Charisse stood on the curb and allowed the clash of horns and shouting to fill her head. She stared unseeing at the traffic going by. There was no way Conor should want anything to do with her salon. It had barely started making a profit. Any three of her father’s paintings would be worth far more than her business.
“Hey, ma laideur, let’s go,” said Marie.
Charisse shook her head when she heard the childhood insult which meant my ugliness. A yellow taxi Marie must’ve flagged for them had rolled in front of her. Marie stood with the door open, waiting for Charisse to get in.
Ugh. It smelled like ten teenage boys without deodorant had just been inside. She slid across the seat and rolled a window down as she spoke. “I can’t work with Conor. He’s the king of all suits. I don’t even understand why he’d want partnership in my salon.”
Marie shut the car door and gave the address for the salon. Though she didn’t speak, Charisse could feel Marie staring at her. Charisse finally turned to her and saw that Marie had her eyes narrowed and her lips pursed like she was thinking.
“What?” asked Charisse.
“I think I know why Conor wants a partnership.”
“You do? Did he say something to you about it last night?”
“Not exactly. Look, are you sure Daddy even has the right to turn over his partnership to Conor?”
Charisse didn’t want to talk about the contract. She wanted to talk about Conor’s motives. “What do you mean, ‘not exactly’? What did he say to you last night?”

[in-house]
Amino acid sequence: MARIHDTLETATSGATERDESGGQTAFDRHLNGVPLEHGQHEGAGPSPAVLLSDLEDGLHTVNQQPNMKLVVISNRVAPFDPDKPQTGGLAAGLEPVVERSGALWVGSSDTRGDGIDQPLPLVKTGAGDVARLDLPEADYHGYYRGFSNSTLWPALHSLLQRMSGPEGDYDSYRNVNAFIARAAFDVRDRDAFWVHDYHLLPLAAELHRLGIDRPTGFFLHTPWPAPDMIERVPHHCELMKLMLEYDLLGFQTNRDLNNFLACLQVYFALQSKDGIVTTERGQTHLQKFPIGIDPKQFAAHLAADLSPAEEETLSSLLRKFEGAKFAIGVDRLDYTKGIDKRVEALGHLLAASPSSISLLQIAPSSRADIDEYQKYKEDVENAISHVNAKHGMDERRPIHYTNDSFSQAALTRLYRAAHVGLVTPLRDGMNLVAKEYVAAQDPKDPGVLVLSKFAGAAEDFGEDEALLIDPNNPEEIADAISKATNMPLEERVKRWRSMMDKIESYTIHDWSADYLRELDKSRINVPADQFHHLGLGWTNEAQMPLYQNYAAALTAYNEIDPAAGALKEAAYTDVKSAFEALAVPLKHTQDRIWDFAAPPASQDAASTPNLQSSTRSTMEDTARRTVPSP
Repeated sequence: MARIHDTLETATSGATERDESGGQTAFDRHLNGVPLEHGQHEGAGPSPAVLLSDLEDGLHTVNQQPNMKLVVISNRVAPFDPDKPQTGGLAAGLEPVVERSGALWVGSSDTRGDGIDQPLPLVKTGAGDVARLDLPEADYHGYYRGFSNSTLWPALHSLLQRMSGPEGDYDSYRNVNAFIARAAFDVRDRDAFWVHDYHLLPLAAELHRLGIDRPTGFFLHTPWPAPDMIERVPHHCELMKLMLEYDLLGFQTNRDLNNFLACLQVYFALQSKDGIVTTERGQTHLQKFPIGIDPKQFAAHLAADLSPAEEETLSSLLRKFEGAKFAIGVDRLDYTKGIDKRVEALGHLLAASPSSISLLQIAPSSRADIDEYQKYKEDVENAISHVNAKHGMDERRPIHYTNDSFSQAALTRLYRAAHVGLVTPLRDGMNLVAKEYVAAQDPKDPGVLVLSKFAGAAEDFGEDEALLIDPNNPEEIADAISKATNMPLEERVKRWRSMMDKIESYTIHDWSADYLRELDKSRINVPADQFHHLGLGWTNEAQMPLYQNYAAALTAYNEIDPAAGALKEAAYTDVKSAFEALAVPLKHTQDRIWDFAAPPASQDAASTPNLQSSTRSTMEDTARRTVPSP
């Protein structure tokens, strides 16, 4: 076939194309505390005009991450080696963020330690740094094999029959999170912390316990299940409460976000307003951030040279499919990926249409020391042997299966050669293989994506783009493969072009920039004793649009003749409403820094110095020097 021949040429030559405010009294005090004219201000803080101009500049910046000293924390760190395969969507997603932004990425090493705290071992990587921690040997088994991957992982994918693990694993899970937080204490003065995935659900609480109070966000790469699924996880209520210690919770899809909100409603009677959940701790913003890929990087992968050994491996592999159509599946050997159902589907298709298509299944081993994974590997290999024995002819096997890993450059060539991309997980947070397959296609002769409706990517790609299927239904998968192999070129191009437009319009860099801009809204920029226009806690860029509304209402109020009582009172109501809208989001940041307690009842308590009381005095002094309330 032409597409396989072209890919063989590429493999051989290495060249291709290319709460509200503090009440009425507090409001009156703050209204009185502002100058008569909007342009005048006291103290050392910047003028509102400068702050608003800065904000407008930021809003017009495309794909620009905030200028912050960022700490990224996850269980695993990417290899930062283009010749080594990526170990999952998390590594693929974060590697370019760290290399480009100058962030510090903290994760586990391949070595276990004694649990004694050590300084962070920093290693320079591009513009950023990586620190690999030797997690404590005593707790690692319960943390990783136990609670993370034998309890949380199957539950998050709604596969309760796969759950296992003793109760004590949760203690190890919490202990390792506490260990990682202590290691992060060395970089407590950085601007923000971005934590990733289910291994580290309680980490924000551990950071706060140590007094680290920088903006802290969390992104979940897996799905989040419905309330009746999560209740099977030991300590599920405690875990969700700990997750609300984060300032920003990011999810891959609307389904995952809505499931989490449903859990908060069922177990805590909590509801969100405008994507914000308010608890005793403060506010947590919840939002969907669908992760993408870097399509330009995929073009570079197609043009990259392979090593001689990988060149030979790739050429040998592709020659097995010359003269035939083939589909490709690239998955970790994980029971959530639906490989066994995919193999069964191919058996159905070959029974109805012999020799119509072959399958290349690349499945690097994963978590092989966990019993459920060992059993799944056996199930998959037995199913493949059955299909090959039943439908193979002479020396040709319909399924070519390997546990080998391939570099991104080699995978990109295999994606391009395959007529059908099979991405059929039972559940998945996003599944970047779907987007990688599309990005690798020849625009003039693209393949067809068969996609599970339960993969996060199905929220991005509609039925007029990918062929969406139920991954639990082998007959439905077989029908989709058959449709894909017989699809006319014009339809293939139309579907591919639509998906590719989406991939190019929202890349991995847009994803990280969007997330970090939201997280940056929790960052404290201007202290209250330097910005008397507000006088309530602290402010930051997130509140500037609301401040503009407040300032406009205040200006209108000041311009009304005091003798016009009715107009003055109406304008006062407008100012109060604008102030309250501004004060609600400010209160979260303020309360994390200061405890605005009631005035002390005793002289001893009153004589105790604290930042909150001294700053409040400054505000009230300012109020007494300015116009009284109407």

Marie leaned back and stretched out her long legs as much as she could in the back of the taxi. She pulled her ponytail around and started to braid some of the strands. Without realizing it, Charisse tugged on one of her own curly locks until it was straight and then let it spring back.
“I think Conor likes you,” said Marie.
For the second time in less than an hour, Charisse cried, “What?”
“That’s why our date ended early. It was obvious that he’d asked out the wrong sister.”
“That’s just crazy. I called him douchey and a rat bastard when we were at the sink. But even if that didn’t bother him, something about the shampoo did because he didn’t want anything to do with me after that. I wasn’t sure he’d even let me cut his hair.”
“You should’ve seen the way he combed his fingers through his hair all night, like it felt better than money.”
Charisse stared straight ahead. Cold air blew at her from the air conditioner while the heat outside soaked into her cheek. There’d been that first moment when their eyes had met and she thought he was different, when she’d thought there was mutual attraction. But then the suit mask slid across his face, shutting her out—just like Josh had shut her out when she was pregnant. Rat bastard was right.
“I can’t let this happen. Conor can’t be my partner. I still find it hard to believe you think he likes me. He practically growled at me like an angry dog yesterday. I can’t work with him.”
“Are you sure the contract allows Daddy to do this?”
“I don’t know.” Her face flared with heat. She rolled up the window, but that didn’t help.
“Well, can’t you find out? Where’s the contract?”
“I don’t have it. Daddy keeps it.”
“You’re fucking kidding me. It’s your business. Why does Daddy keep the contract for you?”
“You know how out of it I was. I was only focused on keeping Josh out of my mind and starting the business. I have all my contracts with vendors and my lady luvs, but Daddy said he’d keep that one safe and I just let him.”
“I don’t believe this. If Conor ends up as your partner it’s as much Daddy’s fault as it is yours. I bet you didn’t even read the contract.”
Charisse stared out the window, blinking back tears. Marie never chewed her out about that time of her life. But she was probably sick of having to be sensitive. And if Conor indicated he wanted to date her instead of Marie, Marie was probably sore about it.
“Well?” asked Marie.
“Did you read the contract?”
The cab pulled to a stop in front of her salon. Charisse jumped out while the car was still rocking back. She’d be safe inside the salon. There she wouldn’t have to admit to her sister that she’d never read the business agreement.